The Lab |

Lessons in Co‑Leadership

What Every Leader Can Learn from This Frontier Form of Power-Sharing


 How we work impacts what we create.

Traditional hierarchical models have led the way for organizations thus far. 

But to meet today’s global systemic challenges and build a more regenerative and equitable future, organizations — and the human beings within them — need new ways of working. New structures for sharing power, new modes of leadership, and new systems of governance that model the change we seek from the inside-out.

One solution in this emerging ecosystem is co-leadership — where two or more leaders share power and responsibility. This model has the potential to bring wide-ranging benefits — from increased satisfaction for participating co-leaders to better decision-making for the organization. Co-leadership is structural in how it impacts organizational design and workflows. For example, mapping what work will be shared and what work will be run individually takes time to finesse. But co-leadership is also relational in how it asks participants to reimagine how they view power, success, their co-leaders, and themselves.

This article shares lessons learned through practicing co-leadership — specifically, from coaching the co-leaders of Stanford Impact Labs (SIL).

When practice-oriented researcher, professor, foreign policy expert and SIL founder, Jeremy Weinstein, began searching for a co-leader, he knew that he wanted a practitioner to bring a completely different perspective to the table. At the time, SIL was a new initiative born from within Stanford University’s School of Humanities and Sciences. And while the university had its own long standing culture, Stanford Impact Lab sought to chart a more novel course — one that would reflect the central tenet of its mission.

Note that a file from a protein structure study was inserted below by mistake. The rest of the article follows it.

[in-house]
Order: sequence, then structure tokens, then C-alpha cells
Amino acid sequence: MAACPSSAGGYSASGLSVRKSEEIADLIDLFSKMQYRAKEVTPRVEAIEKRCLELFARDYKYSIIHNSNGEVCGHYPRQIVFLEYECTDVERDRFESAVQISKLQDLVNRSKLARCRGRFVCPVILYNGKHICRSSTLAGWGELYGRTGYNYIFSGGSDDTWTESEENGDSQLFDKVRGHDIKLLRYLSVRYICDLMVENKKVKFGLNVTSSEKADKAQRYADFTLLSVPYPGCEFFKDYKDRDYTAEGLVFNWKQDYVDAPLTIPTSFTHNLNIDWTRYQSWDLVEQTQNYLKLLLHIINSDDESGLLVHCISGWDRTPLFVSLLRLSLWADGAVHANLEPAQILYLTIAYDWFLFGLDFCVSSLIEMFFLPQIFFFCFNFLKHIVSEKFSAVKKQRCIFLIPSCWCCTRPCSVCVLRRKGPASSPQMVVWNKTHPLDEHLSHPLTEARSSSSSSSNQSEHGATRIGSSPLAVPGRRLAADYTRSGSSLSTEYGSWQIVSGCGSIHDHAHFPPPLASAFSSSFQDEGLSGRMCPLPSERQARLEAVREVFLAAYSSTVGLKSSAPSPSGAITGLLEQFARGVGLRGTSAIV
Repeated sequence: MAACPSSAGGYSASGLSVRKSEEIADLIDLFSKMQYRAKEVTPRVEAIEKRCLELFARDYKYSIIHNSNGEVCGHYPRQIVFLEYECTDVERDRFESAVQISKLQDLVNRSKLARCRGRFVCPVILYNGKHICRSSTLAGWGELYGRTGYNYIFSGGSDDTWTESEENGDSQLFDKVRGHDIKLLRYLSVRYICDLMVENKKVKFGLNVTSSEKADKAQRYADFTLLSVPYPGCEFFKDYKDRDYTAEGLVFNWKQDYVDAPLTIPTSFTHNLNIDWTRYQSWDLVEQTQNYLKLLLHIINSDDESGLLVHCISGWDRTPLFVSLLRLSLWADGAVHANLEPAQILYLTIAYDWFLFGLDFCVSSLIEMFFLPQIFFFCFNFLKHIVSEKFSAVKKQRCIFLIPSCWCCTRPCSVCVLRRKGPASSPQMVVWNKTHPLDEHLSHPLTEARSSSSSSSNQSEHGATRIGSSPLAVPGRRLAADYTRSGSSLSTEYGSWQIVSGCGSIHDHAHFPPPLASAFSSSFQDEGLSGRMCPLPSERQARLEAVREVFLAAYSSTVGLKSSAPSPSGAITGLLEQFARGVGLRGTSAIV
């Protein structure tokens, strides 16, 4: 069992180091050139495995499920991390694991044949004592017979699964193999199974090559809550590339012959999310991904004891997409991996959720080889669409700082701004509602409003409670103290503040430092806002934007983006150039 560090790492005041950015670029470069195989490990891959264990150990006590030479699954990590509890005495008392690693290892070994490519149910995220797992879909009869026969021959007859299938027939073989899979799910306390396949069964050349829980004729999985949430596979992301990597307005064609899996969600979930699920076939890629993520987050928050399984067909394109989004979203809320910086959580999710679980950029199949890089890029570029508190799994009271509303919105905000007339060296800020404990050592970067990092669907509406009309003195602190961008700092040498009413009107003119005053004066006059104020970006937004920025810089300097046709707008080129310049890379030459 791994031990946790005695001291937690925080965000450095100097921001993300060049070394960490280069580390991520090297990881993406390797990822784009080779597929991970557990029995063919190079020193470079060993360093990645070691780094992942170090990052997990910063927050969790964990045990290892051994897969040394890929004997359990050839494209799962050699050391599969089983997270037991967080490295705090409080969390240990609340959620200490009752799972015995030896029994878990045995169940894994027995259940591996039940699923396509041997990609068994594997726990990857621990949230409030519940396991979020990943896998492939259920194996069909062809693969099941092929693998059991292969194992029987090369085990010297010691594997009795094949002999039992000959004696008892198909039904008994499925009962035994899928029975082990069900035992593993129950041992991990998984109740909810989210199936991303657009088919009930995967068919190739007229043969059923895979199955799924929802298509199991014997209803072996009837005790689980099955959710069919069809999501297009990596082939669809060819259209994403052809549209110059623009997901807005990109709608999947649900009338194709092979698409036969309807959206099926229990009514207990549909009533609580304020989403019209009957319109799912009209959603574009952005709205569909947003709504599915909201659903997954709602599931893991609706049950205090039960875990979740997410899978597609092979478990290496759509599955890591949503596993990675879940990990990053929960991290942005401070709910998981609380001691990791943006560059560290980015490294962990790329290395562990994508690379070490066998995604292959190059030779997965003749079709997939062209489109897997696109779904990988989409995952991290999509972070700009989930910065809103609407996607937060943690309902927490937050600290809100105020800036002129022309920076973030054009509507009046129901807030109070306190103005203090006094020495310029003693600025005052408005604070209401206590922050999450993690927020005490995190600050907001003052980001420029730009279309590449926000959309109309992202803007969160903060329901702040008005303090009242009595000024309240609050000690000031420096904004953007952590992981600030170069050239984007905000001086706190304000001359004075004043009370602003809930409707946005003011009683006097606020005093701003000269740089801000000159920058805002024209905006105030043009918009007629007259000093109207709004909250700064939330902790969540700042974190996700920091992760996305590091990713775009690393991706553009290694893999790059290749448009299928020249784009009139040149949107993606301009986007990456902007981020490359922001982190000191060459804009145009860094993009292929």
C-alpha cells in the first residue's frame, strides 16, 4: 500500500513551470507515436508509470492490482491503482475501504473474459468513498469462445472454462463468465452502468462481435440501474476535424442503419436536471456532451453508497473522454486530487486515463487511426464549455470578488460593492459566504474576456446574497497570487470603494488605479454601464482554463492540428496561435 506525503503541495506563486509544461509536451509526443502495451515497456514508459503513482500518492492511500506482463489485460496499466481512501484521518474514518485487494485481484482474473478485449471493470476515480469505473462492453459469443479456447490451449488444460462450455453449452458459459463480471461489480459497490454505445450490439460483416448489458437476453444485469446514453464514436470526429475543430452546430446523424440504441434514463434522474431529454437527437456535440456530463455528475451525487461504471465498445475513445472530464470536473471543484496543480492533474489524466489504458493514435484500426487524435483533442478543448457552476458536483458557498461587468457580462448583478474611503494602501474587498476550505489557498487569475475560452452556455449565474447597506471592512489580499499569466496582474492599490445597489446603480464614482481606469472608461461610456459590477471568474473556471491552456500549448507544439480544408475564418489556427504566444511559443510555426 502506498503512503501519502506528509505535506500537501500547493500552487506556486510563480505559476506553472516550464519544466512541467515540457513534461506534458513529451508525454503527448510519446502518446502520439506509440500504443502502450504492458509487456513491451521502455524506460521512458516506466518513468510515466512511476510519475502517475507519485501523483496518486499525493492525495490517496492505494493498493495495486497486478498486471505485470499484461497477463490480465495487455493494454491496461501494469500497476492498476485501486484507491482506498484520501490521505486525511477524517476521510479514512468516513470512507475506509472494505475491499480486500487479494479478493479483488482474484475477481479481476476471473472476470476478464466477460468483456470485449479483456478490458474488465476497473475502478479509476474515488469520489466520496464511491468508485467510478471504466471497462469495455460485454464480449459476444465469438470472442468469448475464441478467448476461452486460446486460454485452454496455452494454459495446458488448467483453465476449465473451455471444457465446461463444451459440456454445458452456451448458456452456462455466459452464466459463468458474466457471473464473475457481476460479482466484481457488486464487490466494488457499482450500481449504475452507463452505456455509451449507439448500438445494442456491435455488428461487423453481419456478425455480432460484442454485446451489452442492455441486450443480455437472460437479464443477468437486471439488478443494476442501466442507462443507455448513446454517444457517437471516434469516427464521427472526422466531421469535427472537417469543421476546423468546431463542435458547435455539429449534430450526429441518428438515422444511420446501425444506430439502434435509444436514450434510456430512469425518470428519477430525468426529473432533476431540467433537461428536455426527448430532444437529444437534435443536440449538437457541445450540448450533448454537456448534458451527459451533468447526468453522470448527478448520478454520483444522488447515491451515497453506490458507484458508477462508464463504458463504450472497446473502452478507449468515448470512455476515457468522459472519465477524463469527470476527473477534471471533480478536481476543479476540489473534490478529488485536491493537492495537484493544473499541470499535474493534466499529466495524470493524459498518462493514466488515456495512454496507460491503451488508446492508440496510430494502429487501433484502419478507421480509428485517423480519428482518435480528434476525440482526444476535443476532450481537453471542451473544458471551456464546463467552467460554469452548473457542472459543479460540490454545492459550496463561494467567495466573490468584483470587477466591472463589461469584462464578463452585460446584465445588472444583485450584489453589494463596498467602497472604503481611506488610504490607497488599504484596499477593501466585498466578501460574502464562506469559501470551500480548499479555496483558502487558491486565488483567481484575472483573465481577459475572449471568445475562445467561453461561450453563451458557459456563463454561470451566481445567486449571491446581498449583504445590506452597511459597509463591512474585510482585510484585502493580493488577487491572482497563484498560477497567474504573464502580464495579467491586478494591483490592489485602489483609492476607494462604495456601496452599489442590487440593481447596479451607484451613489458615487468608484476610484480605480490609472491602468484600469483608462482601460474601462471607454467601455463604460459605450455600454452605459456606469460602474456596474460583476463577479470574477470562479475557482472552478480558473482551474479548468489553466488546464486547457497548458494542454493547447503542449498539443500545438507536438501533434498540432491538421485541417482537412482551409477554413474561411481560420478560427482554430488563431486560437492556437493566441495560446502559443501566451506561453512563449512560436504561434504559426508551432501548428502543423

After months of interviews, Weinstein met Misan Rewane, a research-oriented social entrepreneur with deep on-the-ground experience in international development, fundraising and public policy across Africa, Europe and the U.S. In each other, they each found a partner who shared their vision and values — but who also challenged their thinking and often contradicted their instincts. 

At the onset of their co-leadership, Jeremy as faculty director and Misan as executive director, Misan knew that the pair needed support to successfully navigate this unchartered territory. Traditionally, a faculty director holds power over an executive director, and they were looking to radically overturn that dynamic. The duo brought in executive coach Jee Chang and transformation consultant Madeleine Lowenthal from UME. Together, the four of us engaged in seven months of coaching to support the development of a healthy and effective co-leadership dynamic. While this model is absolutely not for every organization, we believe everyone can learn from it.

Here are six lessons we’ve learned, so far.

1. Co-leadership emerges through the relationship.

Every co-leader relationship has its own unique characteristics, chemistry, and potential. Just like molecules coming together to form a new compound, co-leaders come together to create a new force in their organization. Rather than a static platonic ideal, this model is inherently emergent. The specific structure of each instance of co-leadership depends on the unique combination of its participants.

Misan Rewane: “What do you mean when you say you want a partnership? What does that look like in practice? How are we going to lead together?